Here is an article that teaches you how to arrange your first name, middle name, and last name when filling out forms.
Your first name is your personal, given, or Christian name. It is the name chosen for a child, usually by the child’s parents. It is also called forename. Your middle name is your name which comes between your first name and last name. Most persons don’t have middle names; they only have their first names and last names. Your last name is your family name or surname. Maiden name is the previous name of a married woman before she took the name of her husband.
How often have you come across forms that require you to enter your first name, middle initial, and last name? In the rest of the world, and to some extent in the USA, they may not work. The reason is that there are 2, not 3, major components to people’s names:
1. Given names: these are the names given to children by their parents (or, rarely, are changed by the children).
2. Family names (otherwise known as surnames)- these are the names passed down from generation to generation (except in Iceland).
It is not enough bearing your name. It is also important you know how to arrange it when filling out a form, especially a form that does not provide columns for first name, middle name, and last name but just name. Some persons have been denied scholarships, jobs, visas, and in most cases, had their certificates reprinted because their middle names were mistaken for their surnames, and vice versa. Those with just two names usually do not have this problem as compared to those with more than two names. With that said, let’s look at the following full name and two ways the individual names can be arranged:
- First name: Tammy
- Middle name– Donald
- Last name/Surname– Reuben
- First order: Tammy Donald Reuben
- Second order– Reuben, Tammy Donald
The first order is straightforward and very common. In this order, you write your first name, followed by your middle name and last name/surname.
Other Examples of name arrangements
Example 1– Mary Elizabeth Smith has two given names and one family name. If she calls herself Mary, then she has a first name, can use a middle initial, and has no problem with the forms.
Example 2– Supposing, however, that she has been called Elizabeth (Liz for short) since birth. Then, her name won’t fit the standard forms. Neither will that of J. Edgar Hoover (a former FBI director) and many others. You can believe that Liz would not want to have to answer to the name Mary just because someone designed a form that records only her first name and middle initial.
Example 3– Liz Smith marries someone called Jim Brown. She may call herself Elizabeth Smith, or change her name to Elizabeth Brown, or Elizabeth Smith Brown. Her name Mary still is first, but she hardly ever uses it. So, what is now her “middle initial”?
Example 4– Ada María Guerrero Pérez is Mexican. Her names (nombres) are Ada María (and she always uses both these names), her primer apellido (father’s family name) is Guerrero and her segundo apellido (mother’s family name) is Pérez. You would find her in a Mexican phone book under “Guerrero Pérez, Ada María.” She calls herself Ada María Guerrero. So what should she do when she encounters a US form asking for her “first name, middle initial, and last name”?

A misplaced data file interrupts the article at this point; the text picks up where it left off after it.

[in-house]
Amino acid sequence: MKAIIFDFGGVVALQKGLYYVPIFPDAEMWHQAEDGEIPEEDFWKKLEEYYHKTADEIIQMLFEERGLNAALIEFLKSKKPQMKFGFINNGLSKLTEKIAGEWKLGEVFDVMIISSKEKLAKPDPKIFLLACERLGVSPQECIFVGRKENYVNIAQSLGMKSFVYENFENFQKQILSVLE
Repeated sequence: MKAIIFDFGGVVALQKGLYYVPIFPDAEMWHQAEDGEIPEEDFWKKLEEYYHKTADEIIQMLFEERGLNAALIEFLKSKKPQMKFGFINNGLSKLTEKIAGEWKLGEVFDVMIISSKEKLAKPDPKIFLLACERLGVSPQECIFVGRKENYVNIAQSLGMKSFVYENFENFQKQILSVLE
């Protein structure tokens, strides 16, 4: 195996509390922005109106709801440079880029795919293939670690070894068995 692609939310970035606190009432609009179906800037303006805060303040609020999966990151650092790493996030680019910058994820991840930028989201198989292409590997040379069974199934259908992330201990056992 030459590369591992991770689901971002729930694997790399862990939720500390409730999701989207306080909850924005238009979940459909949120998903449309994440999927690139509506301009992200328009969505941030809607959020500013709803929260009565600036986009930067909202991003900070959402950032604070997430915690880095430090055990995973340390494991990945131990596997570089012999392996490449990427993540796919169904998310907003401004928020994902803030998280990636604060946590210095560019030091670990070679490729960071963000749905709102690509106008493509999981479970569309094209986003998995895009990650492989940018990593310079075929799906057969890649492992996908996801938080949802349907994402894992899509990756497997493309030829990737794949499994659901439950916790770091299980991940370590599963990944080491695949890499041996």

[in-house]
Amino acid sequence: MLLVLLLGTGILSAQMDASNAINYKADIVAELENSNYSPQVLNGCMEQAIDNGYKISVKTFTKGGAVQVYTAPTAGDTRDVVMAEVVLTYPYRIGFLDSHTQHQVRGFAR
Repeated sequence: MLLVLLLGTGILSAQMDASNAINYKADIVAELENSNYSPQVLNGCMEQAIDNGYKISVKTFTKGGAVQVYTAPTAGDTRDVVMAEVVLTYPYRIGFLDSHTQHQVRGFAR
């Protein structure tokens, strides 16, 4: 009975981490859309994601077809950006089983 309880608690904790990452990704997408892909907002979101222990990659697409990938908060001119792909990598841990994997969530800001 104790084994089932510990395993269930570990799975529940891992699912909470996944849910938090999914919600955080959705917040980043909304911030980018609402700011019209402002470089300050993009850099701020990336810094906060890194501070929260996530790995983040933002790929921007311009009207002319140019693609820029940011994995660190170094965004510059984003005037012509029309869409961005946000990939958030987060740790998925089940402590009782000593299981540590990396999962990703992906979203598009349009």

Example 5– Ada María marries someone called Alfonso Ernesto Hernández López. He has two given names (and uses the second of these), and two family names (Hernández and López). You find him in a Mexican telephone book under “Hernández López, Ernesto.” He calls himself Ernesto Hernández. How does he respond to a US form asking for first name, middle initial, and last name?
Example 6– Ada María has new problems with US forms- after her marriage she is Ada María Guerrero de Hernández. So now how does she respond to a US form asking for first name, middle initial, and last name?
Example 7– Li Xiao Ping is from China. In China, Japan, Vietnam, Hungary, and some other countries, the family name (Li) comes first. The two components (Xiao Ping) of his given name are used together as one name such that they could almost be written Xiaoping. You find him in a Chinese phone book as Li Xiao Ping (written in 3 Chinese characters with no comma). How should he respond to a US form asking for first name, middle initial, and last name? Which of his names is last?
The design of US forms asking for “first name, middle initial, and the last name” is for the convenience of US designers of forms. It assumes ignorantly that everyone’s name fits this mold, or imperiously that everyone’s name must be forced into this mold. It would be more appropriate to design forms to ask for (a) given names, and (b) family names, and then (c) underline the given name and family name by which you wish to be known.
Unlike the first order, the second order is mostly used for citations although we can still write our names in this order. And this is why it deserves more attention. When writing your name in this order, your last name/surname comes first, and you must use a comma to separate it from the others. Then the first name follows; followed by the middle name (as illustrated above).
Always ensure that your name is spelled correctly and arranged in the right order. A misspelled name, by law and logic, is not you.